Colbert plays his usual bumbling role here, parodying in the process how poorly most white people talk about being white (while also highlighting how a person like himself is "the default American"). Painter gets in a few words edgewise about her book, and I suppose the best thing about the segment is that it brought some well-deserved attention to that book.
|The Colbert Report||Mon - Thurs 11:30pm / 10:30c|
|Nell Irvin Painter|
[If anyone knows of a transcript of this interview, I would appreciate a link]
National Public Radio interview (includes a brief book excerpt)
From a review of Painter's The History of White People --
As Nell Irvin Painter, a professor of history emerita at Princeton University, reminds us, theories of race, grounded in heredity, that today seem bizarre, confusing and contradictory, were widely accepted throughout most of American history. And, although biologists and geneticists no longer believe in the physical existence of "races," the concept lives on, along with racism.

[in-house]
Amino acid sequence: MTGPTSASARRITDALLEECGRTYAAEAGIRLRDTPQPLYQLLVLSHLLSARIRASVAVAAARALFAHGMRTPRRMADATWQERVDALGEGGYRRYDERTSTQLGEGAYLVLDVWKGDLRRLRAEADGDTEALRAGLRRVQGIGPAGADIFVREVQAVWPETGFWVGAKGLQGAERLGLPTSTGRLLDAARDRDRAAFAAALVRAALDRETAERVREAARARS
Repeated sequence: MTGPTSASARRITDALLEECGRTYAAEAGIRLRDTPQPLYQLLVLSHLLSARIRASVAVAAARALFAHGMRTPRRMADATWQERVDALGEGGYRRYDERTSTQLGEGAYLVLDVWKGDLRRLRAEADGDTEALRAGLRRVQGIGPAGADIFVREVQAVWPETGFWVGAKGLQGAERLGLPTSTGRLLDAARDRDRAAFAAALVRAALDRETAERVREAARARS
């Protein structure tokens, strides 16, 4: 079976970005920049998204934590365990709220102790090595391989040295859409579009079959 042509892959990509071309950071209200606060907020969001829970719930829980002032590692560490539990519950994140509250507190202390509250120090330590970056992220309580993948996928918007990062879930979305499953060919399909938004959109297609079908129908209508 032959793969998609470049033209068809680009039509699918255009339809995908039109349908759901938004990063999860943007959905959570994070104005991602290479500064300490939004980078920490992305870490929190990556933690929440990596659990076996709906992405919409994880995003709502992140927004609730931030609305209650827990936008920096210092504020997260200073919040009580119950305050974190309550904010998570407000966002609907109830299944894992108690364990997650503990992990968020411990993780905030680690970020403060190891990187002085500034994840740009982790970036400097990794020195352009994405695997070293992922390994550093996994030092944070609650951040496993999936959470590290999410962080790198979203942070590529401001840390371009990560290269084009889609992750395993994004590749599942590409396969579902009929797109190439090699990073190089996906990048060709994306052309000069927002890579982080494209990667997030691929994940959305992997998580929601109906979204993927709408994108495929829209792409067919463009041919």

Designed for a popular audience, Dr. Painter's book is a useful synthesis of the evolution of ideas about "white races" from the ancient Greeks to the modern age.
Taxonomists, she demonstrates, never clearly defined race. They sometimes acknowledged the role culture and climate played in determining physical appearance, even as they claimed that the distinctive characteristics of groups were fixed and unalterable.
Sometimes, following the lead of Johann Friedrich Blumenbach, who in 1795 gave us the term "Caucasian," they transformed their own standards of beauty (like blue eyes and blond hair) into scientifically certified racial traits.
And sometimes, "even when the judgment of sound scholarship did not suffice," they turned languages into peoples, applying the word "arya," meaning noble or spiritual in Sanskrit, to an imagined superior race of Aryans.
Dr. Painter doesn't hide her contempt for her subjects. With the possible exception of Ralph Waldo Emerson, most of them deserve it.